In the 2011 Arab Spring, young people across the Middle East and North Africa played an instrumental role in steering their communities and countries away from authoritarian rule and placing them on the path toward democracy. Yet, three years later—their nations’ economies faltering—the proportion of young men and women who find themselves trapped between leaving school or university and starting work is a startling 41 percent, far higher than the global average of around a quarter of the total youth population.
In the region, Tunisia has one of the highest rates (about 33 percent) of young men and women aged between 15 and 29 who are Not in Employment, Education or Training (NEET) in the region. This indicator goes beyond the narrow definition of youth unemployment, providing what youth and labor experts believe to be a more accurate assessment of economic inactivity, one that includes discouraged and disengaged young people who have more or less given up looking for work.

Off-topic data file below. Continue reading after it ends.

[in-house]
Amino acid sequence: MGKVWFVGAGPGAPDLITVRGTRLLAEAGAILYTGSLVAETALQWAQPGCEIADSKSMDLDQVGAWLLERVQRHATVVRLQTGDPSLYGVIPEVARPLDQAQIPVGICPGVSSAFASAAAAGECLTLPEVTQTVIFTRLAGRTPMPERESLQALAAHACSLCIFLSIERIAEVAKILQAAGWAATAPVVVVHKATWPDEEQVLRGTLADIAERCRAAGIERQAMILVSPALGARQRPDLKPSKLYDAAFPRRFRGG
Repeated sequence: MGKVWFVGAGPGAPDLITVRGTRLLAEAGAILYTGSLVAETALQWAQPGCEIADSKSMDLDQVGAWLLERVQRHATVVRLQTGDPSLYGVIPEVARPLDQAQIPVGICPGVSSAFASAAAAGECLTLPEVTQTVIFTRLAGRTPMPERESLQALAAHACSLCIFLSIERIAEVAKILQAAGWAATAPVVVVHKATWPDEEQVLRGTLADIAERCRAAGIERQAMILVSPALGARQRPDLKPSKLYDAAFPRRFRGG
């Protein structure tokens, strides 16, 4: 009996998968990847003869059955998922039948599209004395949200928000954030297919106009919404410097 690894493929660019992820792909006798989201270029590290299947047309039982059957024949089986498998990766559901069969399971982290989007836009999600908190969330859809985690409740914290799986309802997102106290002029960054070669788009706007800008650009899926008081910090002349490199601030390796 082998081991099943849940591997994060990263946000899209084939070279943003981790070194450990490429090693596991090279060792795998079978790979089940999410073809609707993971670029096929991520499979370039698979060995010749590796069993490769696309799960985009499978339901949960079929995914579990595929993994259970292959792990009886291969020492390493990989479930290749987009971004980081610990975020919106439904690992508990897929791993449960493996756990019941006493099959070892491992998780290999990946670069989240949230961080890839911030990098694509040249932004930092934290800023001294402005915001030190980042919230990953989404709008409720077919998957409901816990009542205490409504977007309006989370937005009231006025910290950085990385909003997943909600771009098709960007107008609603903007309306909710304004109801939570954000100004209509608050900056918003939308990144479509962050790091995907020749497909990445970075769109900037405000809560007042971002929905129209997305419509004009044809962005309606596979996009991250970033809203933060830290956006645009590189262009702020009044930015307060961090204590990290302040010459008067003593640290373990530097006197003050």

This type of labor market discouragement is particularly high in rural Tunisia—where it affects more than 58 per cent of young men and 85 percent of young women—and only slightly better in urban Tunisia, affecting 46 percent of young men and 42 percent of young women. Geographically, young Tunisians fare slightly better in the country’s more developed coastal areas. Young people in poorer areas of the country, such as the interior and the south, fare worse.
Demographically as well, the proportion of young people identifying themselves as “NEET” reflects the drawbacks of Tunisia’s patriarchal society and outdated education system. Young women, and young people who left school early (regardless of gender), are affected most by the scourge of long-term youth unemployment or underemployment. While the well-educated, including college graduates, also face high levels of unemployment, they are the least likely to consider themselves NEET.